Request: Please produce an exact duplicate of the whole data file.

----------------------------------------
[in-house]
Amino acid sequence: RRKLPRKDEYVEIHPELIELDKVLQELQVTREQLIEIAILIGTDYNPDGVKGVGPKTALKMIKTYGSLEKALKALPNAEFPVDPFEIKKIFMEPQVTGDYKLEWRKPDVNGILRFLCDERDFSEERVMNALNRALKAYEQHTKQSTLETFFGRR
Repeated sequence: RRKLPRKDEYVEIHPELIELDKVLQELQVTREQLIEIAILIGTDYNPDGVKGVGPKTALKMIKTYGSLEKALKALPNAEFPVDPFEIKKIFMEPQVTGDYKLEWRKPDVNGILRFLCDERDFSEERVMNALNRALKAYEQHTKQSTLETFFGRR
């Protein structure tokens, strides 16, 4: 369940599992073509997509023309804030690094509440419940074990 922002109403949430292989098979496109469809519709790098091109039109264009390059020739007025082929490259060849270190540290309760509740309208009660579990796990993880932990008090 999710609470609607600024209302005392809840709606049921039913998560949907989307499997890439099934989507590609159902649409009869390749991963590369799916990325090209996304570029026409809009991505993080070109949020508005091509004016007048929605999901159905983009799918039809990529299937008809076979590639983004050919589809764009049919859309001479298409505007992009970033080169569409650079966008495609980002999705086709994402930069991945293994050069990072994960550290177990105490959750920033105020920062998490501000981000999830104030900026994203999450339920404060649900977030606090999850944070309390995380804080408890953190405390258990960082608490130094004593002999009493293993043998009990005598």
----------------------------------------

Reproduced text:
[in-house]
Amino acid sequence: RRKLPRKDEYVEIHPELIELDKVLQELQVTREQLIEIAILIGTDYNPDGVKGVGPKTALKMIKTYGSLEKALKALPNAEFPVDPFEIKKIFMEPQVTGDYKLEWRKPDVNGILRFLCDERDFSEERVMNALNRALKAYEQHTKQSTLETFFGRR
Repeated sequence: RRKLPRKDEYVEIHPELIELDKVLQELQVTREQLIEIAILIGTDYNPDGVKGVGPKTALKMIKTYGSLEKALKALPNAEFPVDPFEIKKIFMEPQVTGDYKLEWRKPDVNGILRFLCDERDFSEERVMNALNRALKAYEQHTKQSTLETFFGRR
């Protein structure tokens, strides 16, 4: 369940599992073509997509023309804030690094509440419940074990 922002109403949430292989098979496109469809519709790098091109039109264009390059020739007025082929490259060849270190540290309760509740309208009660579990796990993880932990008090 999710609470609607600024209302005392809840709606049921039913998560949907989307499997890439099934989507590609159902649409009869390749991963590369799916990325090209996304570029026409809009991505993080070109949020508005091509004016007048929605999901159905983009799918039809990529299937008809076979590639983004050919589809764009049919859309001479298409505007992009970033080169569409650079966008495609980002999705086709994402930069991945293994050069990072994960550290177990105490959750920033105020920062998490501000981000999830104030900026994203999450339920404060649900977030606090999850944070309390995380804080408890953190405390258990960082608490130094004593002999009493293993043998009990005598």